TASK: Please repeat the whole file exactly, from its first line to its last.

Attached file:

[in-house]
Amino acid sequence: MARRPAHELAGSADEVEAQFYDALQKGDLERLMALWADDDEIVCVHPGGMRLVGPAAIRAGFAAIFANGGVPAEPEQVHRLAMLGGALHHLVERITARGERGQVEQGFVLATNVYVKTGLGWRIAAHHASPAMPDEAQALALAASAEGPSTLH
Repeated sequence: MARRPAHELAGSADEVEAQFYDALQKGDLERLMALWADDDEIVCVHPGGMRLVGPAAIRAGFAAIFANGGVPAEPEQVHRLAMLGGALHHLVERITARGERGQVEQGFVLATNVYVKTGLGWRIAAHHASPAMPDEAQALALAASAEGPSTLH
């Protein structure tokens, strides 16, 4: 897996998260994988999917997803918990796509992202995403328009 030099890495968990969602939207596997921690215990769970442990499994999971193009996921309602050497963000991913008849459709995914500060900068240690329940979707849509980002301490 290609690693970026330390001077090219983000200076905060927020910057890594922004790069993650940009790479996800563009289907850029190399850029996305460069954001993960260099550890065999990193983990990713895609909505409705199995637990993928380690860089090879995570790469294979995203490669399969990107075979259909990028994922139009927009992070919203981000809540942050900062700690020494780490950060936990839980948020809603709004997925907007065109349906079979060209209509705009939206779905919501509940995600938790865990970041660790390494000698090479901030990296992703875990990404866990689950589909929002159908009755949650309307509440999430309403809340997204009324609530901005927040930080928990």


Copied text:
[in-house]
Amino acid sequence: MARRPAHELAGSADEVEAQFYDALQKGDLERLMALWADDDEIVCVHPGGMRLVGPAAIRAGFAAIFANGGVPAEPEQVHRLAMLGGALHHLVERITARGERGQVEQGFVLATNVYVKTGLGWRIAAHHASPAMPDEAQALALAASAEGPSTLH
Repeated sequence: MARRPAHELAGSADEVEAQFYDALQKGDLERLMALWADDDEIVCVHPGGMRLVGPAAIRAGFAAIFANGGVPAEPEQVHRLAMLGGALHHLVERITARGERGQVEQGFVLATNVYVKTGLGWRIAAHHASPAMPDEAQALALAASAEGPSTLH
């Protein structure tokens, strides 16, 4: 897996998260994988999917997803918990796509992202995403328009 030099890495968990969602939207596997921690215990769970442990499994999971193009996921309602050497963000991913008849459709995914500060900068240690329940979707849509980002301490 290609690693970026330390001077090219983000200076905060927020910057890594922004790069993650940009790479996800563009289907850029190399850029996305460069954001993960260099550890065999990193983990990713895609909505409705199995637990993928380690860089090879995570790469294979995203490669399969990107075979259909990028994922139009927009992070919203981000809540942050900062700690020494780490950060936990839980948020809603709004997925907007065109349906079979060209209509705009939206779905919501509940995600938790865990970041660790390494000698090479901030990296992703875990990404866990689950589909929002159908009755949650309307509440999430309403809340997204009324609530901005927040930080928990």